GROVE CITY – Dr. Thomas Armour has been wanting to properly catalog and preserve his father’s metalware business for quite a few years.
He’s now closer to achieving his goal thanks to a grant from the Pennsylvania Historical and Museum Commission.
“It’s part of a larger effort,” he said of the commission’s work.
The $5,000 Historical and Archival Record Care grant is being awarded to the Grove City Area Historical Society and Museum, where Armour is a longtime member and volunteer.
The grant will help organize and archive the works of the late Arthur Armour, who is known for his handcrafted metalware.
“He had artistic talents... My father’s work is highly collectible,” said Armour, who submitted the grant application.
The grant requires matching funds. The society plans to use some existing money, and they’re hoping the public will help cover the rest.
“We’re looking for donors to help match the grant,” he said.
His father’s workshop along with tools, dies and other materials is still standing; it’s located off an alley near the historical society headquarters, 111 College Ave., Grove City.
The collection, which includes some items on permanent display at the museum, will be scanned, digitized and entered into the society’s PastPerfect database. That room is filled with trays, plates, serving pieces, coasters and more.
The public will be able to access the virtual archives from anywhere, and certain components will be projected onto a large screen at the museum.
“It will be like you’re in the shop,” Armour said.
This particular grant is meant to “improve the preservation and accessibility of historically significant records maintained by local governments, historical societies and academic institutions,” according to a news release issued by state Rep. Tedd Nesbit (R-8th, Grove City) and Sen. Michele Brooks (R-50th, Jamestown).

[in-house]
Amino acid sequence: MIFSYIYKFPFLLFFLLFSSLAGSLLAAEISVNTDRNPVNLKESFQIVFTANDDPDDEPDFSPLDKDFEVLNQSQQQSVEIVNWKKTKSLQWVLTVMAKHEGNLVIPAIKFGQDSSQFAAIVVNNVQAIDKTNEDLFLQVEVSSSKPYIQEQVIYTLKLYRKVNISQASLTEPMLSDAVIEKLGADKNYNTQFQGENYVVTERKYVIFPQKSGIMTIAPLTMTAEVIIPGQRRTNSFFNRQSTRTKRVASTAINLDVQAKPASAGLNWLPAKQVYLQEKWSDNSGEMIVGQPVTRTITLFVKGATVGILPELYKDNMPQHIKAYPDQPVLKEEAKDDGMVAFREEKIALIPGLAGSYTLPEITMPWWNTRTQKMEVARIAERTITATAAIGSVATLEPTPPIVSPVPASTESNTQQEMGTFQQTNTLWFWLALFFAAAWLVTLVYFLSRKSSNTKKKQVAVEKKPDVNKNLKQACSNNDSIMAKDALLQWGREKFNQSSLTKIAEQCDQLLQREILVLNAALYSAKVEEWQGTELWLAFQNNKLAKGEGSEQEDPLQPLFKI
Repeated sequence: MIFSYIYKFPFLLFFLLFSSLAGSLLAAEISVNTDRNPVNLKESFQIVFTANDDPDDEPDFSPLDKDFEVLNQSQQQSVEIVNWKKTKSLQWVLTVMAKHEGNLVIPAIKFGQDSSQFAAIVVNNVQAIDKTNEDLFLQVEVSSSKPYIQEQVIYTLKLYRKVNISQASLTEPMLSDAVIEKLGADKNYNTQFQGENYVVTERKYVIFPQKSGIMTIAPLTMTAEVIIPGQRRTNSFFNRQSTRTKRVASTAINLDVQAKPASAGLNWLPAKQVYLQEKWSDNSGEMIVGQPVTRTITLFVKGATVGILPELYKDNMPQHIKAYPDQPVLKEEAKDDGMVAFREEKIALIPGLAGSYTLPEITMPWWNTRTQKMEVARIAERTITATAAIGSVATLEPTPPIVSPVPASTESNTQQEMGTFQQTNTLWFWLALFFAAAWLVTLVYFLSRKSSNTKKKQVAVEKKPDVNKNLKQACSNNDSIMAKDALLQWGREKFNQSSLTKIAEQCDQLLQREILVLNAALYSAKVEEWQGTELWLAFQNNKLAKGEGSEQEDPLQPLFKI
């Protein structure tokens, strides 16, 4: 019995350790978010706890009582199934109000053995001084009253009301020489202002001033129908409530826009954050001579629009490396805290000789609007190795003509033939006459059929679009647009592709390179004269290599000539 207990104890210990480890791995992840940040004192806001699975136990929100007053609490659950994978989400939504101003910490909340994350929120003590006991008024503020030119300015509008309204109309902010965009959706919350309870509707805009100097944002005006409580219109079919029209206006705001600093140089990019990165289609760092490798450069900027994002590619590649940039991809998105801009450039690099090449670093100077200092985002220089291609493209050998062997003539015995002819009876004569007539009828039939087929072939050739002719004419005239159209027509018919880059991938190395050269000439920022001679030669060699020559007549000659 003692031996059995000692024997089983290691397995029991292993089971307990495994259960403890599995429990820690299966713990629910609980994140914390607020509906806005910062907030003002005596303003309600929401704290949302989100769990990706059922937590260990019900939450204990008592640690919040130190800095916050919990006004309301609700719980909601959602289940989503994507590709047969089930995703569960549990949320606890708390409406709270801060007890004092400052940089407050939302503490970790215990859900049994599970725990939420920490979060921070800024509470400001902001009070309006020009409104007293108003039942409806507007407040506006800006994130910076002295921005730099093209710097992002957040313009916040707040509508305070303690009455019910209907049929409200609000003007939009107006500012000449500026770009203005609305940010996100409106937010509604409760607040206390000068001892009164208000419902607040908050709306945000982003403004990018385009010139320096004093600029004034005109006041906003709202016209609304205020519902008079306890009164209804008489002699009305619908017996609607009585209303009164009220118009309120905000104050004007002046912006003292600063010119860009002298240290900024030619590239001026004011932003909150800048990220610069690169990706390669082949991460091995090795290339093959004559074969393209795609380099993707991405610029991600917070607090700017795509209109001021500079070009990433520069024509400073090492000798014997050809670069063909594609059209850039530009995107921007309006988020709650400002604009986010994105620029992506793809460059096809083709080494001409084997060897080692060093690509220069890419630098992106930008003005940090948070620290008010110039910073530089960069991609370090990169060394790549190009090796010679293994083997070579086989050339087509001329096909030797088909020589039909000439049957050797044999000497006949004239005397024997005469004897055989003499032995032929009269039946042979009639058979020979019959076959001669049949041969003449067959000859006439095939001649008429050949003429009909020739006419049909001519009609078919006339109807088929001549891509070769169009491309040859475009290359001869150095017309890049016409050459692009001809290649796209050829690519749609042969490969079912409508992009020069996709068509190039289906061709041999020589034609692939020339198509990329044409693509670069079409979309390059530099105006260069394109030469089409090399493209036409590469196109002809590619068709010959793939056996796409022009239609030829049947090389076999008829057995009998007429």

Armour is excited about the opportunity to work on preserving his father’s business, skill and talent. He’s glad the commission recognizes the importance of saving a “community treasure.”
The elder Armour, who passed away in 1998, got his start working for Wendell August Forge, which continues to produce metal giftware at its Springfield Township location. The local forge history room at the museum includes Wendell August items.
Arthur Armour ran his own business from 1933 to 1976 with his wife Marian working as the bookkeeper.
Thomas Armour has kept financial records and photos, plus sketches, artwork and metal dies that his father created.
“Then he freehand- chiseled these impressions into these dies,” he said.
Even with quality products, it was hard to stay in business. There was competition, and people soon lost interest in handmade metalware.
Armour continues to work hard in his father’s memory, making sure people don’t forget about the local business that kept many employed for a number of years and showcased unique craftsmanship.
He interviewed his father, several former employees, and folks who had connections to the business or family. Those audio and video recordings will be part of the museum’s new archives.
He also plans to record a new video in the workshop, and he’s hoping to start as soon as possible. The grant is expected to be finalized in May, he said.
It will fund equipment needed to digitize the collection, and cover the cost of student interns from Grove City College who will be helping with the project.
In the meantime, his fellow volunteers are getting ready to launch a new website for the historical society, and he’ll be getting the Arthur Armour collection ready.
“It’s being proud of your community,” he said.
The Grove City Area Historical Society and Museum, 111 College Ave., Grove City, is currently closed for the season. It will reopen April 21. For more information, visit the organization’s Facebook page or www.grovecityhistoricalsociety.org, where donations can be made through PayPal. Checks can be sent to: Grove City Area Historical Society and Museum, Box 764, Grove City, 16127.